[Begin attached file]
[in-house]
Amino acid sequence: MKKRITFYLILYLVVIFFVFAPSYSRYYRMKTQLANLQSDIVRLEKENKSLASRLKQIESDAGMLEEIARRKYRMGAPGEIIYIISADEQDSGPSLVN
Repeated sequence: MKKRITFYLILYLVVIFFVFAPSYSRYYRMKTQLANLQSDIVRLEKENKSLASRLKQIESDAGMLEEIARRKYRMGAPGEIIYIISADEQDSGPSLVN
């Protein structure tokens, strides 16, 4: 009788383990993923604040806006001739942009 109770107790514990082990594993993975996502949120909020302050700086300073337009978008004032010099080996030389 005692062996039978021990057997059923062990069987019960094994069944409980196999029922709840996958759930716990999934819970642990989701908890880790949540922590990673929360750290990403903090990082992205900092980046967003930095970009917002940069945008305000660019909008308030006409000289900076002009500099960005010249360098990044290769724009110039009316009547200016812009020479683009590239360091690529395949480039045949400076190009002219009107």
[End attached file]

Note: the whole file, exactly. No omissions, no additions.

[in-house]
Amino acid sequence: MKKRITFYLILYLVVIFFVFAPSYSRYYRMKTQLANLQSDIVRLEKENKSLASRLKQIESDAGMLEEIARRKYRMGAPGEIIYIISADEQDSGPSLVN
Repeated sequence: MKKRITFYLILYLVVIFFVFAPSYSRYYRMKTQLANLQSDIVRLEKENKSLASRLKQIESDAGMLEEIARRKYRMGAPGEIIYIISADEQDSGPSLVN
């Protein structure tokens, strides 16, 4: 009788383990993923604040806006001739942009 109770107790514990082990594993993975996502949120909020302050700086300073337009978008004032010099080996030389 005692062996039978021990057997059923062990069987019960094994069944409980196999029922709840996958759930716990999934819970642990989701908890880790949540922590990673929360750290990403903090990082992205900092980046967003930095970009917002940069945008305000660019909008308030006409000289900076002009500099960005010249360098990044290769724009110039009316009547200016812009020479683009590239360091690529395949480039045949400076190009002219009107």